She contacted Fromagination recently to ask us how to put together a cheese platter.  Then she followed up with a visit to our shop to get a quick lesson from our cheesemongers, first talking with Shannon about how to arrange a cheese platter.  Then she talked with Jeff, whom she asked about a famous local, product, cheese curds.

Tomorrow, Crystal will be providing information about Wisconsin’s dairy industry, including basic milk and cheese information for children.  She has a degree in Agricultural & Food Business Management, and has been an intern for Sassy Cow Creamery, Land O’Lakes, Inc., and an advertising agency.  Now she is finishing a year of promotional work across the state.

According to the Wisconsin Department of Agriculture, Trade, and Consumer Protection (DATCP), “Each year, Alice in Dairyland travels more than 40,000 miles throughout the state, promoting Wisconsin agriculture to various audiences. Additionally, she conducts hundreds of media interviews, speeches and school presentations.”  A new Alice will be chosen in June for the coming year.

The Alice in Dairyland program has been around for 70 years, and Crystal has helped provide educational for 10,000 4th grade students, with support from the Wisconsin Milk Marketing Board.

Come in tomorrow to talk with a bright, young professional who wants you to eat your cheese!

 


Easter is such a tricky time of year for us. We treasure time with family and love any reason to get together but late March and early April is so weird for us farmers.

We’ve passed the winter resting phase where the work doesn’t necessarily slow down, but is way more in our control. Paperwork, record-keeping, seed orders, marketing plans, and budgets all need to be finalized in the months of December, January and February (not to mention a myriad of projects we saved for the “slower winter months”) but all those things can be scheduled around time with family and friends. They’re the rare farm tasks that don’t care one bit about what the weather outside looks like. Then later in the year, the months of May through November are pure chaos with planting, harvesting and weeding practically daily, but at least we have a routine. We know when we have to do certain things and there just isn’t much variability. It becomes clear what we can yes and what we can say no too.

But March and April are just so weird. We’re tending to our greenhouse and (new!) germination chamber which really limits how far and how long we can be away from the farm. The cloud cover also dramatically affects things. A surprise sunny day when we’re halfway across the state could bring utter devastation to a hot box of growing plants.

There is a ton to do this time of year but it’s all sort of non-urgent yet vitally important. It’s not a bad place to be in generally. It means we’re doing things right that we have a laundry list of things to get done pre-crazy to make our chaotic summer lives easier. But it is nearly impossible to make solid plans that involve driving to visit families a couple hours from the farm. So Easter really needs to come to us or move to a different time of year altogether. That’s what I’m finally realizing after six years of this wacky life as a farmer.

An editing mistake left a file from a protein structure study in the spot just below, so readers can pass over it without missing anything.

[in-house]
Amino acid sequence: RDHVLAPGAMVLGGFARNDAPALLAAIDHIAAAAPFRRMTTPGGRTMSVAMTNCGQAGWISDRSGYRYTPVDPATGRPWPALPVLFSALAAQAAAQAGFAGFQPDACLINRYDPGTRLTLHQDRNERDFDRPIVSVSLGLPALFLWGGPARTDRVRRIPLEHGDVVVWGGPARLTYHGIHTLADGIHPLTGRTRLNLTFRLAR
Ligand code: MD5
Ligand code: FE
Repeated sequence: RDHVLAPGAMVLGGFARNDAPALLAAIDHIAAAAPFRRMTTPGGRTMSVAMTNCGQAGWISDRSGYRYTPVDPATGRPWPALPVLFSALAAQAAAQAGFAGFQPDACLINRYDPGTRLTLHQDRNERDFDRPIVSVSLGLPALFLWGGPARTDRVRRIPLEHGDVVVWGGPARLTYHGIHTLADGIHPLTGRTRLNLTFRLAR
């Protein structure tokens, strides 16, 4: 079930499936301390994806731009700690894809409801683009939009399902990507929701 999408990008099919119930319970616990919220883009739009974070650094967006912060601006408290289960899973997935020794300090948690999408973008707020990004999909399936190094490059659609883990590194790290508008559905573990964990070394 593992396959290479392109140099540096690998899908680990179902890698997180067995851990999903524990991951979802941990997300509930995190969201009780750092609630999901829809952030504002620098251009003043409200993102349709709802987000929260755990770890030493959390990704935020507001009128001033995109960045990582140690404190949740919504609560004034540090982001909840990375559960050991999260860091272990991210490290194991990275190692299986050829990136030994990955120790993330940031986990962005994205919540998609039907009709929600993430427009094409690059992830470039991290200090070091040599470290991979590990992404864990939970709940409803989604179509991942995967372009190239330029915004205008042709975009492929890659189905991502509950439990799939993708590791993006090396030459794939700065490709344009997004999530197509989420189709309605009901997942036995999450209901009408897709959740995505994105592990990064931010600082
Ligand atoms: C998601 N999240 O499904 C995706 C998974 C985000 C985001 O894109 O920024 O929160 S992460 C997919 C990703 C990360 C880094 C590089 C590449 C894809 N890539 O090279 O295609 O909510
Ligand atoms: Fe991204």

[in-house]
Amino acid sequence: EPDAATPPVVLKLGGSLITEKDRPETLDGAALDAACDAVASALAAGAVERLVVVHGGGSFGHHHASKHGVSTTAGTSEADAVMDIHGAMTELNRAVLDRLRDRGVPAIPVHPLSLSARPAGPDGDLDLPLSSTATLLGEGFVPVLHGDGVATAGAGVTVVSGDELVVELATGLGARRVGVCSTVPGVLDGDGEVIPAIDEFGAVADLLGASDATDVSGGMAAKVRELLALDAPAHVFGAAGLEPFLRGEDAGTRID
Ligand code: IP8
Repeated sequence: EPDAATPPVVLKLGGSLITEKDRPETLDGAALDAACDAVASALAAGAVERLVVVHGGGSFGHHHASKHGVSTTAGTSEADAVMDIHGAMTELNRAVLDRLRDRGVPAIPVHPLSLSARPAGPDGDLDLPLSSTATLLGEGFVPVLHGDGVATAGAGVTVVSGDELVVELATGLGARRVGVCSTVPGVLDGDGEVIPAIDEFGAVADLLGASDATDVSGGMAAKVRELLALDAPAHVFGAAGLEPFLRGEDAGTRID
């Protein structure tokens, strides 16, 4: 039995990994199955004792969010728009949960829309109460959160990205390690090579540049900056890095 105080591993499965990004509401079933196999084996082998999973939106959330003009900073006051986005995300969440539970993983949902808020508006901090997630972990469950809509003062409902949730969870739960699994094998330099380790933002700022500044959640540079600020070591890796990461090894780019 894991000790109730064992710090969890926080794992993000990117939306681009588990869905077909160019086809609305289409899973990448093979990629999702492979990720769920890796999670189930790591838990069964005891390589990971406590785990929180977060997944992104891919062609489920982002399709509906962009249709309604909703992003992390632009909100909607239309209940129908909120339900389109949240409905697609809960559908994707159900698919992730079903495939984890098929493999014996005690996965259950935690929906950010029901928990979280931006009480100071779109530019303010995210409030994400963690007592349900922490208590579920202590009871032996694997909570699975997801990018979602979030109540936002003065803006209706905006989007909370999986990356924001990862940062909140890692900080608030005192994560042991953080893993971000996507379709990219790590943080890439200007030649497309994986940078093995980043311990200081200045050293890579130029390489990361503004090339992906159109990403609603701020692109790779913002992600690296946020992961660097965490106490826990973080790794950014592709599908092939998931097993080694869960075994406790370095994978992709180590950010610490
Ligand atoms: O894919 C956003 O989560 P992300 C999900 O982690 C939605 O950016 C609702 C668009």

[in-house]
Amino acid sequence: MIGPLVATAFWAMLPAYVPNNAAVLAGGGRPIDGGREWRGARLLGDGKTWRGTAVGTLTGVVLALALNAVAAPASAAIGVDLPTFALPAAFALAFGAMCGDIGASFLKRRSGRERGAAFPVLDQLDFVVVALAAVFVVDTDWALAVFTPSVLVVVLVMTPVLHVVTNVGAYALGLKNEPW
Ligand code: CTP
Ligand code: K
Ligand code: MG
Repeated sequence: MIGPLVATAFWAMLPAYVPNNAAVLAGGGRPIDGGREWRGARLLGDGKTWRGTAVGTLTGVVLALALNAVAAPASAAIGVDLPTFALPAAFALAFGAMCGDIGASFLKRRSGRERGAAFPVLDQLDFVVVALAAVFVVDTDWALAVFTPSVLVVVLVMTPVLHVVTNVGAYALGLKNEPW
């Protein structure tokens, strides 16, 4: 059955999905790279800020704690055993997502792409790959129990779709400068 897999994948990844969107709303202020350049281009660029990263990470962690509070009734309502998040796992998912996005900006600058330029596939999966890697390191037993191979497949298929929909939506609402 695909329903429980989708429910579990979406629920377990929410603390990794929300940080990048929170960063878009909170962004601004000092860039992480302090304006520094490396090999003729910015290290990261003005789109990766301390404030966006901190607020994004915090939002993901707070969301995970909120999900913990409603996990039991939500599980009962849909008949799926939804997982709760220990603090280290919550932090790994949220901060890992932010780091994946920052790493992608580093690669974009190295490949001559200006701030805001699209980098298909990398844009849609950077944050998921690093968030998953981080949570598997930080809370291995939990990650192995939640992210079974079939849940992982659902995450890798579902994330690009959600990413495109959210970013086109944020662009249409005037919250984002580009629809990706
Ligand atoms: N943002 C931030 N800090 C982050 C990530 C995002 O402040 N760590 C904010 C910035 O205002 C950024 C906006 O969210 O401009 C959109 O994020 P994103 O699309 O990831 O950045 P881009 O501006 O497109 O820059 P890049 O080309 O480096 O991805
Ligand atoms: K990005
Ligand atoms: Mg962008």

For some reason or another, Easter still remains a holiday I never want to ignore. To me it feels like the welcome celebration of spring and that means so much to me as a vegetable producer. I want to celebrate warmth and sun and flowers and the start of a new growing season. So for the past few years we have celebrated our own little Easter close to home by ourselves wrapped in a blanket of nourishing simplicity as we tend to farm tasks.

Last year we went to Cow & Quince for Easter brunch. It was bright and colorful and absolutely perfect, but this year I wanted to keep things even more simple. I wanted to enjoy one of our favorite indulgences: a decadent cheeseboard.

The cheeses on this board were selected by my dear friend Shannon of Fromagination because of their spring flair. Most of them are from Wisconsin because I’d be crazy not to highlight local delicacies when designing a cheese board from my home within the dairy state. The board plays with fresh and aged cheeses as well as a fun mix of sheep, goat and cow dairy.

The deeply complex Cave Aged Chandoka from LaClare Family Creamery sits alongside the young and creamy Petit Nuage from Landmark Creamery and the buttery, washed-rind Meadow Melody from the small and enchanting Hidden Springs Creamy (who happen to also make my favorite fresh sheep milk cheese in the state). I always need a little funk on my cheeseboard so I added Hook’s Barneveld Blue which is made with goat milk and subtly fragrant. The Humboldt Fog Dill Remix from Cypress Grove was also essential as no cheeseboard of mine can go without something soft-ripened in a bloomy rind; the dill featured in this seasonal classic out of Arcata, California made it too perfect to be ignored.

Now if that’s all way over your head and you don’t know one thing about cheese you can still have fun with this for Easter. Simply pick your three favorite cheeses (one aged, one firm and one soft is a good rule of thumb) and pair them with some bright spring jam, a jar of pickled green beans, a dozen or so Pimento Cheese Deviled Eggs (recipe below) and delicate herb-infused crackers.

This post was generously sponsored by the great folks at Fromagination in Madison.

Happy Easter weekend everyone! Have a joyous couple of days,

Leek